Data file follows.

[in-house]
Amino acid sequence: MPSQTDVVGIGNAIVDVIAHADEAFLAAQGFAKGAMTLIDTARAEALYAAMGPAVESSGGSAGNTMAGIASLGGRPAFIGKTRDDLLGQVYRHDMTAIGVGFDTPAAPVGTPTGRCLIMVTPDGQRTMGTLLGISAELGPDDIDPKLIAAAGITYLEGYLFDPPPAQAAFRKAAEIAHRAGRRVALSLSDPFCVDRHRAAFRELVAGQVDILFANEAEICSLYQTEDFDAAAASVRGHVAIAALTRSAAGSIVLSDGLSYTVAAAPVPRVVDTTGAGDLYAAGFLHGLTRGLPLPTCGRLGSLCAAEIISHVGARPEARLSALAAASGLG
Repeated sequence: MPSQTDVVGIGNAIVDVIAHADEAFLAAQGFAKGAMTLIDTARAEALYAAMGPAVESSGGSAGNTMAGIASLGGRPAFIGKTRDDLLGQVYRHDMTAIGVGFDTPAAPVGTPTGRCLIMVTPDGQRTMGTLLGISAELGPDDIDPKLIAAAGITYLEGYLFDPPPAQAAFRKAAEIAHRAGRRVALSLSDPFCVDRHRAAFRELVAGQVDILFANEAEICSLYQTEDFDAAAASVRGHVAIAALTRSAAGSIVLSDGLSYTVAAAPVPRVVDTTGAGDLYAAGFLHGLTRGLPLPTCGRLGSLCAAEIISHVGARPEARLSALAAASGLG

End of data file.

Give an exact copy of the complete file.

[in-house]
Amino acid sequence: MPSQTDVVGIGNAIVDVIAHADEAFLAAQGFAKGAMTLIDTARAEALYAAMGPAVESSGGSAGNTMAGIASLGGRPAFIGKTRDDLLGQVYRHDMTAIGVGFDTPAAPVGTPTGRCLIMVTPDGQRTMGTLLGISAELGPDDIDPKLIAAAGITYLEGYLFDPPPAQAAFRKAAEIAHRAGRRVALSLSDPFCVDRHRAAFRELVAGQVDILFANEAEICSLYQTEDFDAAAASVRGHVAIAALTRSAAGSIVLSDGLSYTVAAAPVPRVVDTTGAGDLYAAGFLHGLTRGLPLPTCGRLGSLCAAEIISHVGARPEARLSALAAASGLG
Repeated sequence: MPSQTDVVGIGNAIVDVIAHADEAFLAAQGFAKGAMTLIDTARAEALYAAMGPAVESSGGSAGNTMAGIASLGGRPAFIGKTRDDLLGQVYRHDMTAIGVGFDTPAAPVGTPTGRCLIMVTPDGQRTMGTLLGISAELGPDDIDPKLIAAAGITYLEGYLFDPPPAQAAFRKAAEIAHRAGRRVALSLSDPFCVDRHRAAFRELVAGQVDILFANEAEICSLYQTEDFDAAAASVRGHVAIAALTRSAAGSIVLSDGLSYTVAAAPVPRVVDTTGAGDLYAAGFLHGLTRGLPLPTCGRLGSLCAAEIISHVGARPEARLSALAAASGLG